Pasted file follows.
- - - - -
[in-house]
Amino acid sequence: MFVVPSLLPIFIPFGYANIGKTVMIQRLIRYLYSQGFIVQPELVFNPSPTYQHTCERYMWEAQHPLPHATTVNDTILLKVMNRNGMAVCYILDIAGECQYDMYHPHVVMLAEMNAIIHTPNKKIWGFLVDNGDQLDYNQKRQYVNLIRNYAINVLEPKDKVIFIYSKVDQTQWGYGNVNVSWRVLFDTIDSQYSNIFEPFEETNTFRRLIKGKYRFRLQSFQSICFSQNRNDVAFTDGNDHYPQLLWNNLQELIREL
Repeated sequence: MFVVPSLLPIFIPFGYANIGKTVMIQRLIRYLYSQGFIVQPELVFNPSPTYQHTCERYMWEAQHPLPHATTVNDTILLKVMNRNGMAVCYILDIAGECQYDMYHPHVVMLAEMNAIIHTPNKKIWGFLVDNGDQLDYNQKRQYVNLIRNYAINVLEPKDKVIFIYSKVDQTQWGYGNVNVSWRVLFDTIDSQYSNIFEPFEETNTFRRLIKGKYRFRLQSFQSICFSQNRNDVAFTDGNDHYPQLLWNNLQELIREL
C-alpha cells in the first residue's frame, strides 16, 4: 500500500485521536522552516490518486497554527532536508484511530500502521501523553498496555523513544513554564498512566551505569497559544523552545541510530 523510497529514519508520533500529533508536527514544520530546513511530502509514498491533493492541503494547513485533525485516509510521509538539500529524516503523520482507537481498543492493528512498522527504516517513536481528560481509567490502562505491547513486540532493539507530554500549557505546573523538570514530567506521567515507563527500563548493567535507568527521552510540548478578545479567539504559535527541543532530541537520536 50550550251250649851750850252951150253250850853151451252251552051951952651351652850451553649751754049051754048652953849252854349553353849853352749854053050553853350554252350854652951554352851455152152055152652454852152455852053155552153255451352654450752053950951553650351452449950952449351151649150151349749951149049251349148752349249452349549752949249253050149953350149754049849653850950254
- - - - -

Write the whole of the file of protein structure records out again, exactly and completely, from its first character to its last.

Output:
[in-house]
Amino acid sequence: MFVVPSLLPIFIPFGYANIGKTVMIQRLIRYLYSQGFIVQPELVFNPSPTYQHTCERYMWEAQHPLPHATTVNDTILLKVMNRNGMAVCYILDIAGECQYDMYHPHVVMLAEMNAIIHTPNKKIWGFLVDNGDQLDYNQKRQYVNLIRNYAINVLEPKDKVIFIYSKVDQTQWGYGNVNVSWRVLFDTIDSQYSNIFEPFEETNTFRRLIKGKYRFRLQSFQSICFSQNRNDVAFTDGNDHYPQLLWNNLQELIREL
Repeated sequence: MFVVPSLLPIFIPFGYANIGKTVMIQRLIRYLYSQGFIVQPELVFNPSPTYQHTCERYMWEAQHPLPHATTVNDTILLKVMNRNGMAVCYILDIAGECQYDMYHPHVVMLAEMNAIIHTPNKKIWGFLVDNGDQLDYNQKRQYVNLIRNYAINVLEPKDKVIFIYSKVDQTQWGYGNVNVSWRVLFDTIDSQYSNIFEPFEETNTFRRLIKGKYRFRLQSFQSICFSQNRNDVAFTDGNDHYPQLLWNNLQELIREL
C-alpha cells in the first residue's frame, strides 16, 4: 500500500485521536522552516490518486497554527532536508484511530500502521501523553498496555523513544513554564498512566551505569497559544523552545541510530 523510497529514519508520533500529533508536527514544520530546513511530502509514498491533493492541503494547513485533525485516509510521509538539500529524516503523520482507537481498543492493528512498522527504516517513536481528560481509567490502562505491547513486540532493539507530554500549557505546573523538570514530567506521567515507563527500563548493567535507568527521552510540548478578545479567539504559535527541543532530541537520536 50550550251250649851750850252951150253250850853151451252251552051951952651351652850451553649751754049051754048652953849252854349553353849853352749854053050553853350554252350854652951554352851455152152055152652454852152455852053155552153255451352654450752053950951553650351452449950952449351151649150151349749951149049251349148752349249452349549752949249253050149953350149754049849653850950254